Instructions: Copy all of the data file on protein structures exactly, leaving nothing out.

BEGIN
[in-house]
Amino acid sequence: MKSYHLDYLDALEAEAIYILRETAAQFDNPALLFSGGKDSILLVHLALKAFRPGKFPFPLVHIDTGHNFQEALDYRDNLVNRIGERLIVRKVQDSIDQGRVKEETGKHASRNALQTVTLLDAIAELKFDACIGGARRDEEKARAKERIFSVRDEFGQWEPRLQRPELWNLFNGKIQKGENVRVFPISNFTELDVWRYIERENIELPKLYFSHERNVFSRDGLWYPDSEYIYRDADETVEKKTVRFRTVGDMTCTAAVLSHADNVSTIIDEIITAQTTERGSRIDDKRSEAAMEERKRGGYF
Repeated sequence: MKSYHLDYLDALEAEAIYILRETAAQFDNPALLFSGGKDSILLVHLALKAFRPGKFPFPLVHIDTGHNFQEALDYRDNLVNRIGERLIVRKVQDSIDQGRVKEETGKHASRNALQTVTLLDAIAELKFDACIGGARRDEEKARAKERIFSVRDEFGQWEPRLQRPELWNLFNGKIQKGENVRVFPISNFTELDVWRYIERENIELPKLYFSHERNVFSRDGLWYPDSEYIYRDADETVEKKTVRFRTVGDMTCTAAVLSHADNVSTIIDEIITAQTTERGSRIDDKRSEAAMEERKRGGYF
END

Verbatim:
[in-house]
Amino acid sequence: MKSYHLDYLDALEAEAIYILRETAAQFDNPALLFSGGKDSILLVHLALKAFRPGKFPFPLVHIDTGHNFQEALDYRDNLVNRIGERLIVRKVQDSIDQGRVKEETGKHASRNALQTVTLLDAIAELKFDACIGGARRDEEKARAKERIFSVRDEFGQWEPRLQRPELWNLFNGKIQKGENVRVFPISNFTELDVWRYIERENIELPKLYFSHERNVFSRDGLWYPDSEYIYRDADETVEKKTVRFRTVGDMTCTAAVLSHADNVSTIIDEIITAQTTERGSRIDDKRSEAAMEERKRGGYF
Repeated sequence: MKSYHLDYLDALEAEAIYILRETAAQFDNPALLFSGGKDSILLVHLALKAFRPGKFPFPLVHIDTGHNFQEALDYRDNLVNRIGERLIVRKVQDSIDQGRVKEETGKHASRNALQTVTLLDAIAELKFDACIGGARRDEEKARAKERIFSVRDEFGQWEPRLQRPELWNLFNGKIQKGENVRVFPISNFTELDVWRYIERENIELPKLYFSHERNVFSRDGLWYPDSEYIYRDADETVEKKTVRFRTVGDMTCTAAVLSHADNVSTIIDEIITAQTTERGSRIDDKRSEAAMEERKRGGYF